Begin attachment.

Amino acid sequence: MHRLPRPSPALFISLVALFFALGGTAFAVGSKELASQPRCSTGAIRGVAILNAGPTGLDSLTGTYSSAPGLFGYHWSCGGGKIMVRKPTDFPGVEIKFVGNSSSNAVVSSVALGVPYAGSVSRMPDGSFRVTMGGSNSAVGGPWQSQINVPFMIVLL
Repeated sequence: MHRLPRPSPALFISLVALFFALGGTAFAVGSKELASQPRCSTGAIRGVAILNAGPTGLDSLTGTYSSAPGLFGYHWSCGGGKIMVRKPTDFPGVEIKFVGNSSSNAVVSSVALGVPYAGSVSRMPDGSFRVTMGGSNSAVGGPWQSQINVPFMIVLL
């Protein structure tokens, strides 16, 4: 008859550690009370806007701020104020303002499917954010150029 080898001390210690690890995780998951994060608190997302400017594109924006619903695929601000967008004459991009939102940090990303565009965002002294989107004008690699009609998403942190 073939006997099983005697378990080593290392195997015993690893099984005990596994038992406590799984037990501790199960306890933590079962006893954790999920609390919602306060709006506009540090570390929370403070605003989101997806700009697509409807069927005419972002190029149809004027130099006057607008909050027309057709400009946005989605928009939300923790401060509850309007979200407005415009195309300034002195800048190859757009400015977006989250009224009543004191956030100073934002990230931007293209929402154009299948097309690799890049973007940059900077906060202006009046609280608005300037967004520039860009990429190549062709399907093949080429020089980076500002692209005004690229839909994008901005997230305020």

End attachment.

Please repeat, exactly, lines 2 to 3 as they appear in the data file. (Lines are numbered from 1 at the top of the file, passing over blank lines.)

Repeated sequence: MHRLPRPSPALFISLVALFFALGGTAFAVGSKELASQPRCSTGAIRGVAILNAGPTGLDSLTGTYSSAPGLFGYHWSCGGGKIMVRKPTDFPGVEIKFVGNSSSNAVVSSVALGVPYAGSVSRMPDGSFRVTMGGSNSAVGGPWQSQINVPFMIVLL
């Protein structure tokens, strides 16, 4: 008859550690009370806007701020104020303002499917954010150029 080898001390210690690890995780998951994060608190997302400017594109924006619903695929601000967008004459991009939102940090990303565009965002002294989107004008690699009609998403942190 073939006997099983005697378990080593290392195997015993690893099984005990596994038992406590799984037990501790199960306890933590079962006893954790999920609390919602306060709006506009540090570390929370403070605003989101997806700009697509409807069927005419972002190029149809004027130099006057607008909050027309057709400009946005989605928009939300923790401060509850309007979200407005415009195309300034002195800048190859757009400015977006989250009224009543004191956030100073934002990230931007293209929402154009299948097309690799890049973007940059900077906060202006009046609280608005300037967004520039860009990429190549062709399907093949080429020089980076500002692209005004690229839909994008901005997230305020």